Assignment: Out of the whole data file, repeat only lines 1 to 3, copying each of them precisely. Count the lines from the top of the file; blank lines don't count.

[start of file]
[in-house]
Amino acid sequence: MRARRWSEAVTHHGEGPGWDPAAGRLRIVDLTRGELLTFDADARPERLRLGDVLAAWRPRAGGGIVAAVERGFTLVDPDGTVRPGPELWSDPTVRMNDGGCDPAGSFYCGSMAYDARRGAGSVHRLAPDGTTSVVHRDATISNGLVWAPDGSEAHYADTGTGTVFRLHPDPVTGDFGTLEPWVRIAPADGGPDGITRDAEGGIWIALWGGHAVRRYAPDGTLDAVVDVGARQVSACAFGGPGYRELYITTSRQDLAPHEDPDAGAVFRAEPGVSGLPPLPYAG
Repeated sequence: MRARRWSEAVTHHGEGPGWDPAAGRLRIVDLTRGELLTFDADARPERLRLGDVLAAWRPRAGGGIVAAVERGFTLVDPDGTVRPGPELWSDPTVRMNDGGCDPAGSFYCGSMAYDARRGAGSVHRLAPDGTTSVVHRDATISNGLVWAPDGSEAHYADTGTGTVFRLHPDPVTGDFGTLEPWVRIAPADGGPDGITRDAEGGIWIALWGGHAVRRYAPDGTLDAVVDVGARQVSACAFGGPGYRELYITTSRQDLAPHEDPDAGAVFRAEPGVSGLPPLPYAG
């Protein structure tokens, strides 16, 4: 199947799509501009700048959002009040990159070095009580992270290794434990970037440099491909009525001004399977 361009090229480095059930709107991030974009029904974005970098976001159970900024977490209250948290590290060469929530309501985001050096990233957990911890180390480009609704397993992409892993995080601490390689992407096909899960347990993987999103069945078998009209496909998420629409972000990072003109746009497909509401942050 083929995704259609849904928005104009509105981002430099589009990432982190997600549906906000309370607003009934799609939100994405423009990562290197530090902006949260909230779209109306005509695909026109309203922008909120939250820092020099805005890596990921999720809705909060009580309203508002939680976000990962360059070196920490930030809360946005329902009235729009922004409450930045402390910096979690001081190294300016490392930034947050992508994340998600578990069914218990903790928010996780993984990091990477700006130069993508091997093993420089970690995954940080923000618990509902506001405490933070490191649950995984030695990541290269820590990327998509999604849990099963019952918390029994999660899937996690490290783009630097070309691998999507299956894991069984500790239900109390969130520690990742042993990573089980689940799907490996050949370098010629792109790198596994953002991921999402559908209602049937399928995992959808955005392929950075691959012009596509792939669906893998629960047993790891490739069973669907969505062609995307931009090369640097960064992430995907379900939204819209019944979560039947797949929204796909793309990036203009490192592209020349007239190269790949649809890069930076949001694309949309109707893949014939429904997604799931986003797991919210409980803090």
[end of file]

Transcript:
[in-house]
Amino acid sequence: MRARRWSEAVTHHGEGPGWDPAAGRLRIVDLTRGELLTFDADARPERLRLGDVLAAWRPRAGGGIVAAVERGFTLVDPDGTVRPGPELWSDPTVRMNDGGCDPAGSFYCGSMAYDARRGAGSVHRLAPDGTTSVVHRDATISNGLVWAPDGSEAHYADTGTGTVFRLHPDPVTGDFGTLEPWVRIAPADGGPDGITRDAEGGIWIALWGGHAVRRYAPDGTLDAVVDVGARQVSACAFGGPGYRELYITTSRQDLAPHEDPDAGAVFRAEPGVSGLPPLPYAG
Repeated sequence: MRARRWSEAVTHHGEGPGWDPAAGRLRIVDLTRGELLTFDADARPERLRLGDVLAAWRPRAGGGIVAAVERGFTLVDPDGTVRPGPELWSDPTVRMNDGGCDPAGSFYCGSMAYDARRGAGSVHRLAPDGTTSVVHRDATISNGLVWAPDGSEAHYADTGTGTVFRLHPDPVTGDFGTLEPWVRIAPADGGPDGITRDAEGGIWIALWGGHAVRRYAPDGTLDAVVDVGARQVSACAFGGPGYRELYITTSRQDLAPHEDPDAGAVFRAEPGVSGLPPLPYAG